As a result, when an individual is labeled as deviant they may be rejected by social groups such as family and friends, ultimately leading to further deviant acts. The deviant identity or career is complete when an individual integrates into a deviant group or sub-culture; subsequently, confirming and accepting their new status within society (Becker 1963:25). An example of this is a juvenile becoming involved in a gang or deviant subculture as a result ofbeing excluded from their conventional groups due to a primary act of deviance.
Becker (1963:33) postulates that labeling theory claims that official labeling from social control agents (such as the juvenile justice system) increases the likelihood of a person becoming involved in gangs or deviant subcultures, resulting in further engagement in deviant behaviour. Labeling theorists refer to this concept of behaviour escalation as deviance amplification (Van Krieken et al., 2010:417). Smith & Paternoster (1990) argue an alternative explanation to this behaviour escalation. Specifically, that those referred to the juvenile justice system may simply have more attributes related to future offending than those who are diverted from the system. They explain this hypothesis using the example of intake officers in the juvenile justice system being more likely to refer high-risk youth to juvenile court. Therefore, the sample of young people processed by the courts will contain a large proportion of individuals who possess a greater likelihood of engaging in future delinquency. However, this theory does not offer an explanation as to why an individual possesses a greater likelihood of future deviant behaviour, whereas labeling theory does.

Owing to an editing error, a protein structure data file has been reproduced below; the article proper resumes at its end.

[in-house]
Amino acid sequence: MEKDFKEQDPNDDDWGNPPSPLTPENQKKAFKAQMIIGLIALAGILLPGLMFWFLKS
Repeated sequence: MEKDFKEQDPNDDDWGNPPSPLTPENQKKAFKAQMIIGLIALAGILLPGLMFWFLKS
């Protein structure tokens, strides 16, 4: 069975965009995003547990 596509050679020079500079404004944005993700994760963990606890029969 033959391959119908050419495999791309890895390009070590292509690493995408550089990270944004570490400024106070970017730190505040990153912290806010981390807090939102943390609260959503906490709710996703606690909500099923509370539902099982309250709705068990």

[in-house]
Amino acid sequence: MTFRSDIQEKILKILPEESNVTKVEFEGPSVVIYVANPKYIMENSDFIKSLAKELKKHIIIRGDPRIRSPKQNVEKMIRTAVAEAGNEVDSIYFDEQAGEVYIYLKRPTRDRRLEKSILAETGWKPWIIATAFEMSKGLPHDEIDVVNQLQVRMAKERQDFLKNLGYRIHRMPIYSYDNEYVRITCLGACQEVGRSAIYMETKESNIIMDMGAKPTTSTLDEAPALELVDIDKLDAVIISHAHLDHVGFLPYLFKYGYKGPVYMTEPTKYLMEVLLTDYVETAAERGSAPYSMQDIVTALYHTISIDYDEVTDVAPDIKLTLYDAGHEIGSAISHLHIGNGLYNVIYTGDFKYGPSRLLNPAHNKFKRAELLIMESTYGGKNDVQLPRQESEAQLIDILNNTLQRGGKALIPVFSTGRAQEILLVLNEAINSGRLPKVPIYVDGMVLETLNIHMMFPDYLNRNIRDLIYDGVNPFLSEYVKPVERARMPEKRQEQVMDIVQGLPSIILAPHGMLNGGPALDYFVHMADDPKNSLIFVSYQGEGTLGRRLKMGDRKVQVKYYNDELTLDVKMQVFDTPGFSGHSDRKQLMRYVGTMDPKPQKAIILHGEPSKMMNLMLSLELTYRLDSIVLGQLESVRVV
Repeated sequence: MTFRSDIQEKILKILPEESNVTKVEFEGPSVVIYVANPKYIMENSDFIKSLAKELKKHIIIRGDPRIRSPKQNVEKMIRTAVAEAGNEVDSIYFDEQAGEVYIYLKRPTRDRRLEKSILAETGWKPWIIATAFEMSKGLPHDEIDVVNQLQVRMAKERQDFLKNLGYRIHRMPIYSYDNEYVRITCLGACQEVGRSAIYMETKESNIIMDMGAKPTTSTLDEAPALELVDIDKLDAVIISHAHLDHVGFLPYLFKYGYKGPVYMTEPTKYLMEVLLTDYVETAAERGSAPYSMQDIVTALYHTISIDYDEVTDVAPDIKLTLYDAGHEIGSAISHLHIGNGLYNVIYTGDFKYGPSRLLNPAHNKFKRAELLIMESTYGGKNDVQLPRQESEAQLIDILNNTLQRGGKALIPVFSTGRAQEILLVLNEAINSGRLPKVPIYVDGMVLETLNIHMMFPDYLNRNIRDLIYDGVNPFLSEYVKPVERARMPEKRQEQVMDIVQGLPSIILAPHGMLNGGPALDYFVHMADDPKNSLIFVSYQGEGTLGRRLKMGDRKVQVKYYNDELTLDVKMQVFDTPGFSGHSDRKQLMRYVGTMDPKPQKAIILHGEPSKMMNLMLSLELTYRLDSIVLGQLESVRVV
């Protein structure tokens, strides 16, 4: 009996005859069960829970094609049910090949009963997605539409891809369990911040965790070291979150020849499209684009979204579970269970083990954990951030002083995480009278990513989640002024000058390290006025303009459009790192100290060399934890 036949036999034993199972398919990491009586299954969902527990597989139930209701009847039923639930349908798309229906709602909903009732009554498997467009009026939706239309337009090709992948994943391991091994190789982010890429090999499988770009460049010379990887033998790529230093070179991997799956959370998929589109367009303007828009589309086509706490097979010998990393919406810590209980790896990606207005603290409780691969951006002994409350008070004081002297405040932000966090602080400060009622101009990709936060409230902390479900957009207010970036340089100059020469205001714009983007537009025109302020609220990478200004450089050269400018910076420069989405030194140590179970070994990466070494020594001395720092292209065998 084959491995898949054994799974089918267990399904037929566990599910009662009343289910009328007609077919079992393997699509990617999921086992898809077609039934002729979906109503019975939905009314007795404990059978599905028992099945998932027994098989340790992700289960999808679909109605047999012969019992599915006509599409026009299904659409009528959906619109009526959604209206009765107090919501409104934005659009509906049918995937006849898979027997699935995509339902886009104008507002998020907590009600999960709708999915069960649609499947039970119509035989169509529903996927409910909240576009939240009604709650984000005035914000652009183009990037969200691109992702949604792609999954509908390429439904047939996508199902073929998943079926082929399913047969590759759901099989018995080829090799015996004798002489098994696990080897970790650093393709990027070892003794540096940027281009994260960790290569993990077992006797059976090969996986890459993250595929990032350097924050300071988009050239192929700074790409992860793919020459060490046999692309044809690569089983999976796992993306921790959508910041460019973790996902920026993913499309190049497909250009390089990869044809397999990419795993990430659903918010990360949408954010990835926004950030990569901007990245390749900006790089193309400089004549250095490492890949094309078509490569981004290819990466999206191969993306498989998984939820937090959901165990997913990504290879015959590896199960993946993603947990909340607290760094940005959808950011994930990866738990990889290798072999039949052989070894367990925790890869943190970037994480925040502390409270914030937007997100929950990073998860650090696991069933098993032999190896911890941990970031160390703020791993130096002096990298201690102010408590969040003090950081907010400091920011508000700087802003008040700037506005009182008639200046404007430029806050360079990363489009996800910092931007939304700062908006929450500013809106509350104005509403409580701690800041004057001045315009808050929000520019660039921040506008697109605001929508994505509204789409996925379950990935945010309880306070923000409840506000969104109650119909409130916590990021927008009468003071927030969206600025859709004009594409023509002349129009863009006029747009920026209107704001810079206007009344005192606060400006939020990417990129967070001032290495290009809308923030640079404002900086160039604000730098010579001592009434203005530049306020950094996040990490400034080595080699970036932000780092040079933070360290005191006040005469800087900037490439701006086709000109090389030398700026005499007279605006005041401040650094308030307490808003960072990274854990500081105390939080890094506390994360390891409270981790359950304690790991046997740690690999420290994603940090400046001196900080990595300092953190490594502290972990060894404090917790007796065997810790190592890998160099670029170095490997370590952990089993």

According to Bernberg and Krohn (2006), a young person having been labeled by the juvenile justice system is increasingly likely to become involved in a deviant group, as these groups represent a source of social support and shelter from those who react negatively towards their new deviant status. Bernberg and Krohn also claim that labeled and non-labeled youth often find interaction uncomfortable and tend to avoid each other. Inevitably, this social exclusion from conventional groups leads to further participation in deviant groups, and ultimately, further deviant behaviour. Additional reasons for involvement in deviant groups put forward by Bernberg and Krohn, include a desire for companionship with those sharing a similar self-concept, and access to opportunities that the conventional world no longer offers.